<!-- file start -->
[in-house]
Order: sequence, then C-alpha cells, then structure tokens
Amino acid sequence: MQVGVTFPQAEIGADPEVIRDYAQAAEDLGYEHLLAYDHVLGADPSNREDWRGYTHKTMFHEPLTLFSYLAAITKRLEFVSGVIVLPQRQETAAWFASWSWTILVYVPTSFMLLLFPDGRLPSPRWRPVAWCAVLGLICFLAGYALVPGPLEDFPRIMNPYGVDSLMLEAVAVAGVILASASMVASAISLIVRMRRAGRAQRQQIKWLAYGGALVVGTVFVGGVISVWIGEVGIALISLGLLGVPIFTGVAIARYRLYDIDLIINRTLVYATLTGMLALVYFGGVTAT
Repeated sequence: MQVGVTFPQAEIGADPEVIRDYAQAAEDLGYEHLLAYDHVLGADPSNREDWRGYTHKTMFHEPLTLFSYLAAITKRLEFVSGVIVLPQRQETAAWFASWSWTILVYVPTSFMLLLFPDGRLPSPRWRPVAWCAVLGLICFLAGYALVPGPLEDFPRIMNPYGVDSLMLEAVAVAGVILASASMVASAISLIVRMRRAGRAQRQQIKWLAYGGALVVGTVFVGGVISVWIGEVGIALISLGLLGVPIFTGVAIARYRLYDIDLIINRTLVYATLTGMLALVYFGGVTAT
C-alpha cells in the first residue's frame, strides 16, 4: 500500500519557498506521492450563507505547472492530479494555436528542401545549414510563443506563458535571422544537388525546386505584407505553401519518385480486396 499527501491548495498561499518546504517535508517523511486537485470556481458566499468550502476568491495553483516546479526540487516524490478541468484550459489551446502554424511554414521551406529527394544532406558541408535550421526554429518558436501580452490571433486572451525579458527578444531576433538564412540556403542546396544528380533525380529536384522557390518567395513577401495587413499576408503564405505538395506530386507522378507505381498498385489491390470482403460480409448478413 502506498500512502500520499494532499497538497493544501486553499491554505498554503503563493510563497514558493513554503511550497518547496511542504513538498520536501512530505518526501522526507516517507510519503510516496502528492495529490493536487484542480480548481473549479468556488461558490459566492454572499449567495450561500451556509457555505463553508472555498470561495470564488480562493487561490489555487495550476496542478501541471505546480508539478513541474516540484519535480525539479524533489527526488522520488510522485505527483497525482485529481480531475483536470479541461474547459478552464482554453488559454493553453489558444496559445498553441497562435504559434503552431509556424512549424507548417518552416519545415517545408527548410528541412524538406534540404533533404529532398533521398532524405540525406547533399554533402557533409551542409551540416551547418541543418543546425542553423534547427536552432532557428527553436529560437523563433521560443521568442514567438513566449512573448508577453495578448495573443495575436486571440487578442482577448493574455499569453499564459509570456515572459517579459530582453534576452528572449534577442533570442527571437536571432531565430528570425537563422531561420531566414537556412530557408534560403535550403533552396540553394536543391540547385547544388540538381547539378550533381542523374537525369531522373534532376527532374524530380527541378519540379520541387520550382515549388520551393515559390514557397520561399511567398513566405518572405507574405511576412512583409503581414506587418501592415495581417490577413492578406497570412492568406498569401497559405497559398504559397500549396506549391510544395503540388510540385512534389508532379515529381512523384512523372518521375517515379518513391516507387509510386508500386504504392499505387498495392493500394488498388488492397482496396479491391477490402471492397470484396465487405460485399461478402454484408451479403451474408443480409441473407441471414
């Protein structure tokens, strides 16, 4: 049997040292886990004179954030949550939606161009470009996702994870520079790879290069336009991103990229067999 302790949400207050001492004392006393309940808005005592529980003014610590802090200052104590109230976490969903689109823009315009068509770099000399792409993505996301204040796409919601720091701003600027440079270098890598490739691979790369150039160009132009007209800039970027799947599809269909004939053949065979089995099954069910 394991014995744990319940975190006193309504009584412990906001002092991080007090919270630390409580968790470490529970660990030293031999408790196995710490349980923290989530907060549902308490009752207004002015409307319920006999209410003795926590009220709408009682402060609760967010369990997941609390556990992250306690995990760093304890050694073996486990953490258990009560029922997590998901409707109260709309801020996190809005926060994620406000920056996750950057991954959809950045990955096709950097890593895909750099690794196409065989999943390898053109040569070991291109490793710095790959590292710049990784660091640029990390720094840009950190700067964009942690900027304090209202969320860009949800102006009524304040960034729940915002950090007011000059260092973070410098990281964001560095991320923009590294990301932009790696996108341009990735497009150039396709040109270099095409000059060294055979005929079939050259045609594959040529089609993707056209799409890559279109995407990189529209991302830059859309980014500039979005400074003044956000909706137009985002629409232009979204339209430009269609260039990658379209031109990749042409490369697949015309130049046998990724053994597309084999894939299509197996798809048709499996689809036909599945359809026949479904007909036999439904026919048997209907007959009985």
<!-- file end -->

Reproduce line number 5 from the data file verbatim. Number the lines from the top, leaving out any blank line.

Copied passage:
C-alpha cells in the first residue's frame, strides 16, 4: 500500500519557498506521492450563507505547472492530479494555436528542401545549414510563443506563458535571422544537388525546386505584407505553401519518385480486396 499527501491548495498561499518546504517535508517523511486537485470556481458566499468550502476568491495553483516546479526540487516524490478541468484550459489551446502554424511554414521551406529527394544532406558541408535550421526554429518558436501580452490571433486572451525579458527578444531576433538564412540556403542546396544528380533525380529536384522557390518567395513577401495587413499576408503564405505538395506530386507522378507505381498498385489491390470482403460480409448478413 502506498500512502500520499494532499497538497493544501486553499491554505498554503503563493510563497514558493513554503511550497518547496511542504513538498520536501512530505518526501522526507516517507510519503510516496502528492495529490493536487484542480480548481473549479468556488461558490459566492454572499449567495450561500451556509457555505463553508472555498470561495470564488480562493487561490489555487495550476496542478501541471505546480508539478513541474516540484519535480525539479524533489527526488522520488510522485505527483497525482485529481480531475483536470479541461474547459478552464482554453488559454493553453489558444496559445498553441497562435504559434503552431509556424512549424507548417518552416519545415517545408527548410528541412524538406534540404533533404529532398533521398532524405540525406547533399554533402557533409551542409551540416551547418541543418543546425542553423534547427536552432532557428527553436529560437523563433521560443521568442514567438513566449512573448508577453495578448495573443495575436486571440487578442482577448493574455499569453499564459509570456515572459517579459530582453534576452528572449534577442533570442527571437536571432531565430528570425537563422531561420531566414537556412530557408534560403535550403533552396540553394536543391540547385547544388540538381547539378550533381542523374537525369531522373534532376527532374524530380527541378519540379520541387520550382515549388520551393515559390514557397520561399511567398513566405518572405507574405511576412512583409503581414506587418501592415495581417490577413492578406497570412492568406498569401497559405497559398504559397500549396506549391510544395503540388510540385512534389508532379515529381512523384512523372518521375517515379518513391516507387509510386508500386504504392499505387498495392493500394488498388488492397482496396479491391477490402471492397470484396465487405460485399461478402454484408451479403451474408443480409441473407441471414